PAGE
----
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MCMC may sell visiting health services

A glass-faced atrium, which serves as an east-side entrance to the hospital, is touched by the morning sun at Mid-Columbia Medical Center Friday.

A glass-faced atrium, which serves as an east-side entrance to the hospital, is touched by the morning sun at Mid-Columbia Medical Center Friday. Photo by Mark Gibson.

Mid-Columbia Medical Center is considering options for its unprofitable visiting health service that include keeping it but reducing losses, or selling it to another company. MCMC officials hope for the former.

Visiting health, like all services of MCMC, are under review as the hospital seeks to improve its finances. (See related story.)

MCMC Chief Executive Officer Dennis Knox wants a decision on what to do about visiting health before the end of the fiscal year, in December, and hopefully much sooner than that.

One critic of the idea of selling visiting health, who asked not to be named, said staffers were worried that a private, for-profit company would cut wages and workers, and reduce the operational area of visiting health, which would impact patients and families.

Visiting health provides services that are paid 100 percent by Medicare, the unnamed source said. Clients have to be homebound, and services include post-operative care, wound care, infusions, and other services.

Its 70 employees include nurses, occupational therapists, physical therapists, speech therapists, and others.

The service has been around for about 40 years.

The unnamed critic said visiting health is on a different electronic medical record (EMR) system than the hospital, making it more difficult to work smoothly with the hospital.

Knox found that switching visiting health to the hospital’s EMR, which is called EPIC, would cost $750,000, plus annual maintenance fees. Knox said no thanks.

The unnamed source said having different electronic systems “Makes it easier to divorce us.”

The source said different EMRs has resulted in problems like doctors saying they created a plan for a patient in EPIC, and then visiting health has to say, “Well, we’re not on EPIC, like we’ve told you.”

Based on the first six months of the year, the visiting health program was set to lose $1.7 million in 2017, not including the losses due to the bad winter, Knox said.

That was a surprise to the 70 employees at visiting health, he said, who were under the impression it was a profitable service of MCMC.

He surmised that past hospital leadership, in describing how visiting health was doing, perhaps focused on the number of patients seen daily, which is a lot, rather than overall numbers.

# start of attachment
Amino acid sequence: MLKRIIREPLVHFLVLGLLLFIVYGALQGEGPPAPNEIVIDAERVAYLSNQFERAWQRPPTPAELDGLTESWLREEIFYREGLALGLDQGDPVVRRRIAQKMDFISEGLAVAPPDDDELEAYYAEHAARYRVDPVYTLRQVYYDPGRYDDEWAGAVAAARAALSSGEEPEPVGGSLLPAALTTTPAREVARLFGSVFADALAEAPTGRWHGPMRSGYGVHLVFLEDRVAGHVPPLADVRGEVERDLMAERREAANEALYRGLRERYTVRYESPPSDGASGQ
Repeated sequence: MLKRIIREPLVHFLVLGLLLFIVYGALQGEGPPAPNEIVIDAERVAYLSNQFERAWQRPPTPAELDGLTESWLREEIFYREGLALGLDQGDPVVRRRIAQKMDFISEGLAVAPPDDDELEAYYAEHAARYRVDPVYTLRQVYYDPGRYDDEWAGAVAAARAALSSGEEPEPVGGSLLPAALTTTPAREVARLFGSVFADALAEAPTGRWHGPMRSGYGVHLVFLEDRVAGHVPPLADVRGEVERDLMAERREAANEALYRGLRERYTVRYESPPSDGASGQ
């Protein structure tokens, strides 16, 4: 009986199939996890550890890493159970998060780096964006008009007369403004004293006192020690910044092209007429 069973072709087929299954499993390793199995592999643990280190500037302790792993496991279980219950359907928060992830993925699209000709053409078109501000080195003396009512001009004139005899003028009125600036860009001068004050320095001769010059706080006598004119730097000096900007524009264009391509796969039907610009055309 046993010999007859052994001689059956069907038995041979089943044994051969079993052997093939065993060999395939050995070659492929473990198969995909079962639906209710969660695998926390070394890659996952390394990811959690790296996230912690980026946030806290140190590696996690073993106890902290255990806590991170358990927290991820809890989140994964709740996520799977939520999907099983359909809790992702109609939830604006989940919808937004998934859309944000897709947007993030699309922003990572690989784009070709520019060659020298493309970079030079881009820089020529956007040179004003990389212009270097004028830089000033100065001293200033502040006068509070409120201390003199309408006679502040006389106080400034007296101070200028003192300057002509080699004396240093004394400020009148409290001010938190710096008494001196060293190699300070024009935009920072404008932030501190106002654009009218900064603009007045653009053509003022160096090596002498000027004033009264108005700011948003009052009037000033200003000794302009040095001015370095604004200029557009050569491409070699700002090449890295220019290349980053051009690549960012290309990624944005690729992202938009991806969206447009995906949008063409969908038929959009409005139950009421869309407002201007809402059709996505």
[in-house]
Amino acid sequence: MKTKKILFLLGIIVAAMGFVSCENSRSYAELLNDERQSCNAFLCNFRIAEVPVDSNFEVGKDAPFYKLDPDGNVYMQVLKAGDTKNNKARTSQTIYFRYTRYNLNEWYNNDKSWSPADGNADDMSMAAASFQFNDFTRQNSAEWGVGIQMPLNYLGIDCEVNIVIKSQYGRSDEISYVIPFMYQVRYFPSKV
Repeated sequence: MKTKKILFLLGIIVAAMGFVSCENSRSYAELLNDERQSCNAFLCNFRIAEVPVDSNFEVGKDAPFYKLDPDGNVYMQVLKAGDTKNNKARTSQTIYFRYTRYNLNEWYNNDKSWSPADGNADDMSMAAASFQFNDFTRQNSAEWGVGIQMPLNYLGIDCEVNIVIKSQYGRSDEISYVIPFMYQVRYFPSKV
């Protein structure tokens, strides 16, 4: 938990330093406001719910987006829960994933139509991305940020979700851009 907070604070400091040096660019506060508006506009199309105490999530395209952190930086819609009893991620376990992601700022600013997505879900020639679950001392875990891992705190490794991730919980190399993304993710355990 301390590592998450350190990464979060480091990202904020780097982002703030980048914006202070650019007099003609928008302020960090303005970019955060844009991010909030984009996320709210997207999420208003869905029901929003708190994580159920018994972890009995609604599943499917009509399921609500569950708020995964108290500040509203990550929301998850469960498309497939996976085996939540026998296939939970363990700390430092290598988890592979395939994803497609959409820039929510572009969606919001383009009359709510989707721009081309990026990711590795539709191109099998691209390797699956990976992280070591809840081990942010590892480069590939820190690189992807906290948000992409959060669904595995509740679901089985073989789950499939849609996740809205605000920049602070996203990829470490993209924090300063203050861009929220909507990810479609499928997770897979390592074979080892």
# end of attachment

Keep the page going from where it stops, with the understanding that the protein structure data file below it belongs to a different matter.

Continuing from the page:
Visiting health nurses and therapists make about 210 in-home visits a day, or 50,000 a year, across a five-county area in Oregon and Washington.

It operates in Wasco, Hood River and Sherman counties in Oregon and Klickitat and Skamania in Washington.

It plays a crucial role in reducing hospital readmissions, because if a patient is readmitted to the hospital within 30 days of discharge, the hospital will not get paid for it, Knox said.

For that reason, some unprofitability is tolerable with visiting health, because it ultimately saves the hospital money in terms of preventing 30-day readmissions. He didn’t know how much unprofitability could be acceptable.

“It’s vitally important for us at MCMC to have this service,” Knox said of visiting health. But, he added, it has to be viable as well. The ideal scenario is for the existing service to be successful, he said.

He met with the top staff of visiting health June 30 and said, “we have to take a new look at this.”

In the six weeks since, some changes have already been found at visiting health that will improve service and save money. They have improved billing and collections, and are looking at “rightsizing” their service area, he said.

That could mean long trips to visit one patient may be handed off to another organization to handle, he said.

The unnamed source said shrinking the service area will put patients at a disadvantage.

The source said fees are fixed for visiting health, so the only way to make things profitable is to reduce payroll or limit the kinds of patients that will be seen.

Knox said as the hospital was considering other options for visiting health, they were contacted by a for-profit company out of San Francisco called Impact Healthcare.

Officials with that company came to The Dalles last week, but have not been in contact with the hospital since, Knox said.

He said the sale would actually be a transfer of assets, “because who would buy a service that’s losing $1.7 million?”

Partners in Care, a non-profit out of Bend, has also expressed an interest, but has not taken further steps.

Knox said Impact Healthcare and other for-profit visiting health services also tend to provide hospice care, which is profitable.

The Dalles area has two hospice services. Neither is connected to the hospital.

Knox said there was “high anxiety” at visiting health when the news hit of a possible sale to another company.

“The only way to address that is to meet with them directly.”

He did that on Monday.

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